On May 5, in Montreal, SYRUS Vice President and Associate Hugues Mousseau invited three CEOs, Ralph Hosker (Belron Canada), Eugène Lapierre (Rogers Cup/Tennis Canada) and Luc Sabbatini (PBSC Urban Solutions), to take part in a panel where the question of whether business communicators are positioned to be the next chief strategy officers will be answered.
This panel was presented to more than 1,300 delegates from 30 countries at the annual conference of the International Association of Business Communicators.
A survey conducted among business leaders
The panel opened with the presentation of the preliminary results of a survey involving business leaders from 11 different sectors and five countries. According to the survey conducted by SYRUS, 84% of the business leaders who were interviewed said that the contribution of business communicators is essential or absolutely essential to the achievement of business objectives, while 92% of respondents are of the opinion that the budgets allocated to the communication function generate a positive return on investment. In this same study, respondents were asked to identify the five main barriers to an even more strategic contribution from communicators:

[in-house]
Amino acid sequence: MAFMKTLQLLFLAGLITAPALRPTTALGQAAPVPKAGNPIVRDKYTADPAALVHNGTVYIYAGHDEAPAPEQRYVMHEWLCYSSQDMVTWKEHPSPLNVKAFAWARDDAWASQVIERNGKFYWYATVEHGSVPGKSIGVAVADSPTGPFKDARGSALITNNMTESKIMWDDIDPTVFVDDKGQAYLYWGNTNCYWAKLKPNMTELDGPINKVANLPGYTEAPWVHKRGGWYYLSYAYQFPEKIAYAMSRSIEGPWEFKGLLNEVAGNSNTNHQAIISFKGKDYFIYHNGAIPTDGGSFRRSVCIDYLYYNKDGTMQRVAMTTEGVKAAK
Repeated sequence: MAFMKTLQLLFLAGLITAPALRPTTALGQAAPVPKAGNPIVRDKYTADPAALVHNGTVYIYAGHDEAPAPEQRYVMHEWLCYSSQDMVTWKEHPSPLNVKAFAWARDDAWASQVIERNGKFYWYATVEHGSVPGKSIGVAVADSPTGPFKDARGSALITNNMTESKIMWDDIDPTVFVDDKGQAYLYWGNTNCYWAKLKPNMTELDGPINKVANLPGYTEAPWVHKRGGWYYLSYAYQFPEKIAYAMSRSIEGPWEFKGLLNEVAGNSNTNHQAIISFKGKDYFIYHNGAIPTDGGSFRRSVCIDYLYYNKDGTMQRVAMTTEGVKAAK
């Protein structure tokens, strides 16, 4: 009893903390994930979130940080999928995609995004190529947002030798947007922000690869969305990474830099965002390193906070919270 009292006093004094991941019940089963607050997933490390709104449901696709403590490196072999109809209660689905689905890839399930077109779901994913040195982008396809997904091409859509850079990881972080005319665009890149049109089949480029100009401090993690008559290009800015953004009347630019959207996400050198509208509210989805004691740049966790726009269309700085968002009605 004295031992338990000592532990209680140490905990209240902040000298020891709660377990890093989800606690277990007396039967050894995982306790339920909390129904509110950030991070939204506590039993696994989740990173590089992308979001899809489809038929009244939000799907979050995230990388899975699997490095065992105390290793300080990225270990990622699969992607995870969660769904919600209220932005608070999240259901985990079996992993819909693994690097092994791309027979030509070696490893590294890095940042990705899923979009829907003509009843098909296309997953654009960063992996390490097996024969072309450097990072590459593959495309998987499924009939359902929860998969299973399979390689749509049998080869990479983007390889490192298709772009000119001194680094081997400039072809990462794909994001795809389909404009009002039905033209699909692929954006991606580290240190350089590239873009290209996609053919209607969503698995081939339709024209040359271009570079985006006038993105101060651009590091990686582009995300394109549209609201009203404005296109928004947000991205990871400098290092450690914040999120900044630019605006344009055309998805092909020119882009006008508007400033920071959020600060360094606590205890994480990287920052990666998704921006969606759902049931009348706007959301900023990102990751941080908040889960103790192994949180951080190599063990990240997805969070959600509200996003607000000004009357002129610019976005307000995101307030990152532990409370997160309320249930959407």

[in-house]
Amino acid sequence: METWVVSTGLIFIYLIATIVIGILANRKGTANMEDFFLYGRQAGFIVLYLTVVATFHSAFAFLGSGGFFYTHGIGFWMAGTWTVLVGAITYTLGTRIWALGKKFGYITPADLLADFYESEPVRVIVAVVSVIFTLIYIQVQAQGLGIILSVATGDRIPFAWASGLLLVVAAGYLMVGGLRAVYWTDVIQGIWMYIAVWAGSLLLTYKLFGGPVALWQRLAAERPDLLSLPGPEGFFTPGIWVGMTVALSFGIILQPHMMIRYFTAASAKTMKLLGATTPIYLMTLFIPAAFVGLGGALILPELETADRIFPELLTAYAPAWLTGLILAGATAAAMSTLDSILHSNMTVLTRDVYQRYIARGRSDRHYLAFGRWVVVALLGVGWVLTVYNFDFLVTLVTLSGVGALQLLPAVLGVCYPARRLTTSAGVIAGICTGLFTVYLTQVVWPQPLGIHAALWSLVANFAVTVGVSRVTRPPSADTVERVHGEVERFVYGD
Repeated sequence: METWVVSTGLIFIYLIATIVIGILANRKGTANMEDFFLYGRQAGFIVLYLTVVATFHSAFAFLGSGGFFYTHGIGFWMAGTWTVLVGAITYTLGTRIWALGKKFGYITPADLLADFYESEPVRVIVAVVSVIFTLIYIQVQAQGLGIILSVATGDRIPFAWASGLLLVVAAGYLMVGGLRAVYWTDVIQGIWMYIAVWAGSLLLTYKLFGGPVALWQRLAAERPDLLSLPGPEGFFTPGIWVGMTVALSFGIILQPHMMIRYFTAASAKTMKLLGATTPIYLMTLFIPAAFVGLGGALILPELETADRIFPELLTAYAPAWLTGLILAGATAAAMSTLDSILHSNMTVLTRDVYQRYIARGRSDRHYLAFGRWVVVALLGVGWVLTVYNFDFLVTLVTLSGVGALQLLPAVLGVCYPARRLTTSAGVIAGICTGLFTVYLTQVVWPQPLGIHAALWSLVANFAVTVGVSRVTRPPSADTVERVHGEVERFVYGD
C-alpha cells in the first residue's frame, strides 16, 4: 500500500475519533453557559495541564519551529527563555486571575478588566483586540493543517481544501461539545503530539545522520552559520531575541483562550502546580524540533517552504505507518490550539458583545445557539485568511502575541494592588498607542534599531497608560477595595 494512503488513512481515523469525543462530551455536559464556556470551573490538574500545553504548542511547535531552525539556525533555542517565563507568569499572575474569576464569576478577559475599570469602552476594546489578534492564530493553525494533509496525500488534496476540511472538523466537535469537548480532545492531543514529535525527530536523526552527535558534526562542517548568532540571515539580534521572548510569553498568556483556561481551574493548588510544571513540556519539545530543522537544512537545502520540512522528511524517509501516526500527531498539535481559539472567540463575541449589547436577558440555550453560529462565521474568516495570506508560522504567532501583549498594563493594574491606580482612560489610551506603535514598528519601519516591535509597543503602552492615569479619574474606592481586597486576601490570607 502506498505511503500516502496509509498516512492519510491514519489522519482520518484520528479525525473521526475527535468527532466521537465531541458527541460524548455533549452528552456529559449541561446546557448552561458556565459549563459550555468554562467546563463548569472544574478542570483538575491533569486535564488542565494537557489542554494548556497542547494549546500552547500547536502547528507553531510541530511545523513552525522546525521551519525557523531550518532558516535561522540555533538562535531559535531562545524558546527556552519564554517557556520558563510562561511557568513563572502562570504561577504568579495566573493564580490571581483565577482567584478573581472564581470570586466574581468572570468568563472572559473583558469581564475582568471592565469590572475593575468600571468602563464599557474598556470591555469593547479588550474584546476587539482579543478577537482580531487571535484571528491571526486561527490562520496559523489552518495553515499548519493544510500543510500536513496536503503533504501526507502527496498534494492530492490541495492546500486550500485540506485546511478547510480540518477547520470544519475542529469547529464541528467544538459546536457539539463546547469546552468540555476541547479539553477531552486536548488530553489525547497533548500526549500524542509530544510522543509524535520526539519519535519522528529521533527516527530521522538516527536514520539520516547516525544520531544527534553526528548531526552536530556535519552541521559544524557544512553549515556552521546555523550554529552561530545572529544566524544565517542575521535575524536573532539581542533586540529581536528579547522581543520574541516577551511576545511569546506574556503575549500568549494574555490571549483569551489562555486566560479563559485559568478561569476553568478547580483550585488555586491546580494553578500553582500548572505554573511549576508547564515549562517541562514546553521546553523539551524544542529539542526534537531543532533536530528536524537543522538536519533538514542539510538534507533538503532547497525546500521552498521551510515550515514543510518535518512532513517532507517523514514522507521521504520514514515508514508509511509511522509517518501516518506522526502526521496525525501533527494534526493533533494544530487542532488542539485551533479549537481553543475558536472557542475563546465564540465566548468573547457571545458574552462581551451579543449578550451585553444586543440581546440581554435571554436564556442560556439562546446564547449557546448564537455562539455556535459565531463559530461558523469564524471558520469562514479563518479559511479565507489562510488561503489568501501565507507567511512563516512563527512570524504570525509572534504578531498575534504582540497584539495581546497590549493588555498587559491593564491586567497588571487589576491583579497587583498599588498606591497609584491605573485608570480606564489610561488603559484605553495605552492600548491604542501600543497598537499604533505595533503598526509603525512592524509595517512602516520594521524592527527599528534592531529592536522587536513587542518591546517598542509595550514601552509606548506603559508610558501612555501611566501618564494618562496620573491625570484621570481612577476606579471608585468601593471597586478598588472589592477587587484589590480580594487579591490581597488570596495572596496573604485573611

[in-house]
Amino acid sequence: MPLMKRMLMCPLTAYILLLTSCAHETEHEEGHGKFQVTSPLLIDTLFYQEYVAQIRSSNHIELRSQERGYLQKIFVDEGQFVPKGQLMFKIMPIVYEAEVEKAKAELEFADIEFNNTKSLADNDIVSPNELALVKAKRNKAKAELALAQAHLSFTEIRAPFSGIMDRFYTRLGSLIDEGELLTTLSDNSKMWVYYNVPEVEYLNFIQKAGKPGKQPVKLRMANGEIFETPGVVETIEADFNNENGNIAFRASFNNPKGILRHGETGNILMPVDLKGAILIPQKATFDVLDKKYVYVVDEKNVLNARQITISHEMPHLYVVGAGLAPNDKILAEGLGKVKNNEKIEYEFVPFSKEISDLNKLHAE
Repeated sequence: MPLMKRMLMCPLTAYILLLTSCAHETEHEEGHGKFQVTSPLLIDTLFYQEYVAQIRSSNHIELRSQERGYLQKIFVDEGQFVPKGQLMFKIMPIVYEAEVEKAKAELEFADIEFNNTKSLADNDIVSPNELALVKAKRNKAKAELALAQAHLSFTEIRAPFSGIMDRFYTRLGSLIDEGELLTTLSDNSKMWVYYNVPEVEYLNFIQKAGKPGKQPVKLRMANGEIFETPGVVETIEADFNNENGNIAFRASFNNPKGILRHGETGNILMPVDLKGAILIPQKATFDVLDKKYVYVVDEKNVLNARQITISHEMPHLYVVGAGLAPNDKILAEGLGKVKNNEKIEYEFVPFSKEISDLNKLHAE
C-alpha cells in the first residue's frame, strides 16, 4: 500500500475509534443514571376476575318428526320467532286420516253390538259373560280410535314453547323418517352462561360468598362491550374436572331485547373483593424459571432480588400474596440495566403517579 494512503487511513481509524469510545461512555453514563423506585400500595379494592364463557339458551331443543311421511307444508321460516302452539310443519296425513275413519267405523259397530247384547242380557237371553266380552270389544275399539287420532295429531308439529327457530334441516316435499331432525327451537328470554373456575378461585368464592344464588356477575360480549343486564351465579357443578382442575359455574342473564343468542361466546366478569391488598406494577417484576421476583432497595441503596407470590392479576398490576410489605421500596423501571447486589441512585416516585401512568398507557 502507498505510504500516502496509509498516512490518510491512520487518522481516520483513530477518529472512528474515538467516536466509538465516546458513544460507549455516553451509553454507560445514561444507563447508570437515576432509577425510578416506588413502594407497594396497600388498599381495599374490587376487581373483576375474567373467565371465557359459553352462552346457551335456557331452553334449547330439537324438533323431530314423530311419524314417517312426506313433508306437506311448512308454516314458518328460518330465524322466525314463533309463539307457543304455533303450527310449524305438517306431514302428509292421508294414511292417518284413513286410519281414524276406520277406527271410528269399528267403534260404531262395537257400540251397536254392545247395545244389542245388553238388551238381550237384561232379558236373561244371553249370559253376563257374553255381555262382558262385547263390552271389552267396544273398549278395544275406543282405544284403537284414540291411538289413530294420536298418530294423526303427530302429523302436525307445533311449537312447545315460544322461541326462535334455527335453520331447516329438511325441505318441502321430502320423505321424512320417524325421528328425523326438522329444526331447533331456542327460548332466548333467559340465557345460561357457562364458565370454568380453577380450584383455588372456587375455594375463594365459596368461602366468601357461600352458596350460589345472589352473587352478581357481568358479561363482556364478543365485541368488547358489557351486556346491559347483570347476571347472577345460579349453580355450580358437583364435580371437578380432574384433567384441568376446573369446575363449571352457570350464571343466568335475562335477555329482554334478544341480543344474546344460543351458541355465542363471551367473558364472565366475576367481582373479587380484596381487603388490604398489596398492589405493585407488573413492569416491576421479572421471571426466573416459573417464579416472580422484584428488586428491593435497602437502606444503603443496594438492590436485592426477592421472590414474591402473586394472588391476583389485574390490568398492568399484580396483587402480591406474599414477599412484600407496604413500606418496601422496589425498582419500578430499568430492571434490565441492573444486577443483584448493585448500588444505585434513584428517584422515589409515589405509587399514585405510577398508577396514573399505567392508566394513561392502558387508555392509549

- Budget/financial resources
- Team expertise/experience
- Corporate culture
- Business acumen
- Understanding of business objectives
Finally, respondents identified the three responsibilities for which business communicators were most essential for business leaders:
- Reputation promotion
- Reputation protection
- Employee engagement
The panelists’ main messages
Asked to comment on many aspects of the contribution of corporate communicators, the panelists all agreed that the main communicator of an organization must always be its highest executive. Although it was not necessarily essential a few years ago, today it has become unavoidable due to the growth of social media and the expectations of companies for transparency and social engagement.
The three business leaders also reiterated the importance of considering the role of people who, within the company, are in direct contact with customers. According to the panelists, these front-line people need to be mentored, empowered and encouraged to ensure they represent and embody the values and business philosophy in each of their interactions; after all, they are the ambassadors of the company on a daily basis.